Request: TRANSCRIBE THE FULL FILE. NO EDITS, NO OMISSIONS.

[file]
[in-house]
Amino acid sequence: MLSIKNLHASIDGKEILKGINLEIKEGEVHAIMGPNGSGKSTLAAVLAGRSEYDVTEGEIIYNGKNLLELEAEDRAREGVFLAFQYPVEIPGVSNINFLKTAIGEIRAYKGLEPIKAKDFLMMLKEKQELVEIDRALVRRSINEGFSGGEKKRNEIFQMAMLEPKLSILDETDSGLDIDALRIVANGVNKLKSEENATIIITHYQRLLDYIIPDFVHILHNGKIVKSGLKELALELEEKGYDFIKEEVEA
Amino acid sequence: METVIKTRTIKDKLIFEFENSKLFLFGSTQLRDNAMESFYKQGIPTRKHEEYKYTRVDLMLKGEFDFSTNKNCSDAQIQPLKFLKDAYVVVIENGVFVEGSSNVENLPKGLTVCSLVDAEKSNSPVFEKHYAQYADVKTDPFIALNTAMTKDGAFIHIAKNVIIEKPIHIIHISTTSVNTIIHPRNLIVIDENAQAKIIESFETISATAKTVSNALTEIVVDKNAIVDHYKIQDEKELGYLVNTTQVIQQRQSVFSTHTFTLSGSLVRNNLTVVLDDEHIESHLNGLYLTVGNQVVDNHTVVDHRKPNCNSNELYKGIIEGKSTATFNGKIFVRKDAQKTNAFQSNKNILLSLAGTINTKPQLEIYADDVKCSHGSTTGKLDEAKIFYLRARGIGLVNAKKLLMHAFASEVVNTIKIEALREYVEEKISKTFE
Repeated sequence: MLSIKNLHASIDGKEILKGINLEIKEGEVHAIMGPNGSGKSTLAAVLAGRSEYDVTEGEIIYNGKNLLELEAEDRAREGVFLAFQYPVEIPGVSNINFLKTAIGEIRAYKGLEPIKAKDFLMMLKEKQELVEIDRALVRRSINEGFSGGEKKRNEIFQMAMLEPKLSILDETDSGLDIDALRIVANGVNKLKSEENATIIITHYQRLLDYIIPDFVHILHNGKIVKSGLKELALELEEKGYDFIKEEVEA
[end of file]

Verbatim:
[in-house]
Amino acid sequence: MLSIKNLHASIDGKEILKGINLEIKEGEVHAIMGPNGSGKSTLAAVLAGRSEYDVTEGEIIYNGKNLLELEAEDRAREGVFLAFQYPVEIPGVSNINFLKTAIGEIRAYKGLEPIKAKDFLMMLKEKQELVEIDRALVRRSINEGFSGGEKKRNEIFQMAMLEPKLSILDETDSGLDIDALRIVANGVNKLKSEENATIIITHYQRLLDYIIPDFVHILHNGKIVKSGLKELALELEEKGYDFIKEEVEA
Amino acid sequence: METVIKTRTIKDKLIFEFENSKLFLFGSTQLRDNAMESFYKQGIPTRKHEEYKYTRVDLMLKGEFDFSTNKNCSDAQIQPLKFLKDAYVVVIENGVFVEGSSNVENLPKGLTVCSLVDAEKSNSPVFEKHYAQYADVKTDPFIALNTAMTKDGAFIHIAKNVIIEKPIHIIHISTTSVNTIIHPRNLIVIDENAQAKIIESFETISATAKTVSNALTEIVVDKNAIVDHYKIQDEKELGYLVNTTQVIQQRQSVFSTHTFTLSGSLVRNNLTVVLDDEHIESHLNGLYLTVGNQVVDNHTVVDHRKPNCNSNELYKGIIEGKSTATFNGKIFVRKDAQKTNAFQSNKNILLSLAGTINTKPQLEIYADDVKCSHGSTTGKLDEAKIFYLRARGIGLVNAKKLLMHAFASEVVNTIKIEALREYVEEKISKTFE
Repeated sequence: MLSIKNLHASIDGKEILKGINLEIKEGEVHAIMGPNGSGKSTLAAVLAGRSEYDVTEGEIIYNGKNLLELEAEDRAREGVFLAFQYPVEIPGVSNINFLKTAIGEIRAYKGLEPIKAKDFLMMLKEKQELVEIDRALVRRSINEGFSGGEKKRNEIFQMAMLEPKLSILDETDSGLDIDALRIVANGVNKLKSEENATIIITHYQRLLDYIIPDFVHILHNGKIVKSGLKELALELEEKGYDFIKEEVEA